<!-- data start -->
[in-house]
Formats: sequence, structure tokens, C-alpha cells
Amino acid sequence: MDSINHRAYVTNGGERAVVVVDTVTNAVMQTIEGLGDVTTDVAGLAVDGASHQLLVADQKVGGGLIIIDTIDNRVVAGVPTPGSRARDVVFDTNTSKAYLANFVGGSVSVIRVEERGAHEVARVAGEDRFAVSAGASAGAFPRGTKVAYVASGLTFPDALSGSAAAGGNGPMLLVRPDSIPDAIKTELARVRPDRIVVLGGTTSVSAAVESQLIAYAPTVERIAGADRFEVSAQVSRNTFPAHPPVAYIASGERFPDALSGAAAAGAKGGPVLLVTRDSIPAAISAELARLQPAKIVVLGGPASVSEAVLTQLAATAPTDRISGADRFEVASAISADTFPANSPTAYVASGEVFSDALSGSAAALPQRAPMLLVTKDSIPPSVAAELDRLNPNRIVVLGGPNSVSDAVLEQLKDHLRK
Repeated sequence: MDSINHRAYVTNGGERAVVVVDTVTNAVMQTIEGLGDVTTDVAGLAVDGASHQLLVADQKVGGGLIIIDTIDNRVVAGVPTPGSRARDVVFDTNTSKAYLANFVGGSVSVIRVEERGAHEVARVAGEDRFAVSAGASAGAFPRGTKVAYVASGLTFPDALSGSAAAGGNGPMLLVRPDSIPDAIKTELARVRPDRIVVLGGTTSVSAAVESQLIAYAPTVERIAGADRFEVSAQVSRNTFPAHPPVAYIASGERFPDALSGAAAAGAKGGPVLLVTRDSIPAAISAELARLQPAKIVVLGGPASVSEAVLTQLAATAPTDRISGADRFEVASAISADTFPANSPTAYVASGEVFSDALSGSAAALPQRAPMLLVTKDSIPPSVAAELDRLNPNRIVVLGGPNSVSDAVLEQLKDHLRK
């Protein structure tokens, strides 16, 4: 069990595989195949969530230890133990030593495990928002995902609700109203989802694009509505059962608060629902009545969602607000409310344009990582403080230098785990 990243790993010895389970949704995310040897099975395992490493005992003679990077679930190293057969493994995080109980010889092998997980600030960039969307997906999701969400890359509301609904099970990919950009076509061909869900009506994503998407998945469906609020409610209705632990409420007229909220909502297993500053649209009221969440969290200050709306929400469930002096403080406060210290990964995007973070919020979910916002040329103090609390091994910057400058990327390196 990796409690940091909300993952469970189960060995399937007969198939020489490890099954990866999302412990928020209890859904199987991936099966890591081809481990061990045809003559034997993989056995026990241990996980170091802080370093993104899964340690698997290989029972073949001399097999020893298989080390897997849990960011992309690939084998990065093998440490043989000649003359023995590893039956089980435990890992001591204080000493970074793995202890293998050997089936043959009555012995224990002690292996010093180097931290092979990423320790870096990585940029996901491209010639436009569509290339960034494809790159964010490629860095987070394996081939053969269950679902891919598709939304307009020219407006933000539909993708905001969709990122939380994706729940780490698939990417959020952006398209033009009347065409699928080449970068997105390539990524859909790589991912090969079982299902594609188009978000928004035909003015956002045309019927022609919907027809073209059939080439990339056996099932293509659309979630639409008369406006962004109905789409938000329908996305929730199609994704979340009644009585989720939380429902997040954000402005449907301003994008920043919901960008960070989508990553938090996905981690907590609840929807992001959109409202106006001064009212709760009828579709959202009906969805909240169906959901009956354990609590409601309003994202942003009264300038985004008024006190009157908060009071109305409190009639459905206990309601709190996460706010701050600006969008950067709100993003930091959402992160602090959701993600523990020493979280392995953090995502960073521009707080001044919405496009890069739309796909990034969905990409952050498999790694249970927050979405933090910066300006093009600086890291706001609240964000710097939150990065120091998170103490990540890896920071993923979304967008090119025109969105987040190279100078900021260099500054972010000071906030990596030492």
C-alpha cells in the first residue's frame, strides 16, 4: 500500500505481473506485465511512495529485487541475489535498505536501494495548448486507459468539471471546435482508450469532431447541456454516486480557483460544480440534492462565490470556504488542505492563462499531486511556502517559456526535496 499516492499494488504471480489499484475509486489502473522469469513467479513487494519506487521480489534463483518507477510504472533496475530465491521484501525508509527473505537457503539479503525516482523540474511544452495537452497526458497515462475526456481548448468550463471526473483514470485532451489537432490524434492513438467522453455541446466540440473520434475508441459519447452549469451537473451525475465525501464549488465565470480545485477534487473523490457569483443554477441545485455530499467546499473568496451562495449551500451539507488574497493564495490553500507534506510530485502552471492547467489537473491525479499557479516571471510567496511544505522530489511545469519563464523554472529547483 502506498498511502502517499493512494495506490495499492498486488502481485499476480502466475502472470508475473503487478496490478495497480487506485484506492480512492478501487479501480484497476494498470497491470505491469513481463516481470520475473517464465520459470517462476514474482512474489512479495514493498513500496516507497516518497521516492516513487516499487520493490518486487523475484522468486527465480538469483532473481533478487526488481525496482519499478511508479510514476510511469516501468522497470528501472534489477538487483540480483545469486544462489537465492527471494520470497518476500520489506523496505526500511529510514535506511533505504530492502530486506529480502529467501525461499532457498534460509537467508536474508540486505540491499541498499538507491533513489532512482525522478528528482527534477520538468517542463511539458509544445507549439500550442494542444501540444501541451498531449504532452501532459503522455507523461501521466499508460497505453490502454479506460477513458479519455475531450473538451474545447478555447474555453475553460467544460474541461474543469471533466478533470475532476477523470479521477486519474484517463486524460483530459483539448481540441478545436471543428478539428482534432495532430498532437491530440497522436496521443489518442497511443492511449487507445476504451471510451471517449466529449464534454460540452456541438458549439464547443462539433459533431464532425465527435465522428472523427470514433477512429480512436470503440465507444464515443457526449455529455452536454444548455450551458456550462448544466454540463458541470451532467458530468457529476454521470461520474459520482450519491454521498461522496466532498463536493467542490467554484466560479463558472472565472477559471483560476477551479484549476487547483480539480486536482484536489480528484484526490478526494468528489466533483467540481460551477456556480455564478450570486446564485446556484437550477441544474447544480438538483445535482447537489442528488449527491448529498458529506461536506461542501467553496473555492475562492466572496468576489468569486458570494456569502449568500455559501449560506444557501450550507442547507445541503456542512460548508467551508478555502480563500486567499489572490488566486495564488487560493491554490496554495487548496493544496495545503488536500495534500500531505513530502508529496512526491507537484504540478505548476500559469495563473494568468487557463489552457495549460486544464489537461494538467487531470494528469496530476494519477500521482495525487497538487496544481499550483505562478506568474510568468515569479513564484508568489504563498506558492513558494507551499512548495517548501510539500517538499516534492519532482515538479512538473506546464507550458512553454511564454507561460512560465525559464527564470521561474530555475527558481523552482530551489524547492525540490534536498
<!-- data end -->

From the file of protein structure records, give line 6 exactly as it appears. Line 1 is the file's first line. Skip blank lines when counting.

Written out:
C-alpha cells in the first residue's frame, strides 16, 4: 500500500505481473506485465511512495529485487541475489535498505536501494495548448486507459468539471471546435482508450469532431447541456454516486480557483460544480440534492462565490470556504488542505492563462499531486511556502517559456526535496 499516492499494488504471480489499484475509486489502473522469469513467479513487494519506487521480489534463483518507477510504472533496475530465491521484501525508509527473505537457503539479503525516482523540474511544452495537452497526458497515462475526456481548448468550463471526473483514470485532451489537432490524434492513438467522453455541446466540440473520434475508441459519447452549469451537473451525475465525501464549488465565470480545485477534487473523490457569483443554477441545485455530499467546499473568496451562495449551500451539507488574497493564495490553500507534506510530485502552471492547467489537473491525479499557479516571471510567496511544505522530489511545469519563464523554472529547483 502506498498511502502517499493512494495506490495499492498486488502481485499476480502466475502472470508475473503487478496490478495497480487506485484506492480512492478501487479501480484497476494498470497491470505491469513481463516481470520475473517464465520459470517462476514474482512474489512479495514493498513500496516507497516518497521516492516513487516499487520493490518486487523475484522468486527465480538469483532473481533478487526488481525496482519499478511508479510514476510511469516501468522497470528501472534489477538487483540480483545469486544462489537465492527471494520470497518476500520489506523496505526500511529510514535506511533505504530492502530486506529480502529467501525461499532457498534460509537467508536474508540486505540491499541498499538507491533513489532512482525522478528528482527534477520538468517542463511539458509544445507549439500550442494542444501540444501541451498531449504532452501532459503522455507523461501521466499508460497505453490502454479506460477513458479519455475531450473538451474545447478555447474555453475553460467544460474541461474543469471533466478533470475532476477523470479521477486519474484517463486524460483530459483539448481540441478545436471543428478539428482534432495532430498532437491530440497522436496521443489518442497511443492511449487507445476504451471510451471517449466529449464534454460540452456541438458549439464547443462539433459533431464532425465527435465522428472523427470514433477512429480512436470503440465507444464515443457526449455529455452536454444548455450551458456550462448544466454540463458541470451532467458530468457529476454521470461520474459520482450519491454521498461522496466532498463536493467542490467554484466560479463558472472565472477559471483560476477551479484549476487547483480539480486536482484536489480528484484526490478526494468528489466533483467540481460551477456556480455564478450570486446564485446556484437550477441544474447544480438538483445535482447537489442528488449527491448529498458529506461536506461542501467553496473555492475562492466572496468576489468569486458570494456569502449568500455559501449560506444557501450550507442547507445541503456542512460548508467551508478555502480563500486567499489572490488566486495564488487560493491554490496554495487548496493544496495545503488536500495534500500531505513530502508529496512526491507537484504540478505548476500559469495563473494568468487557463489552457495549460486544464489537461494538467487531470494528469496530476494519477500521482495525487497538487496544481499550483505562478506568474510568468515569479513564484508568489504563498506558492513558494507551499512548495517548501510539500517538499516534492519532482515538479512538473506546464507550458512553454511564454507561460512560465525559464527564470521561474530555475527558481523552482530551489524547492525540490534536498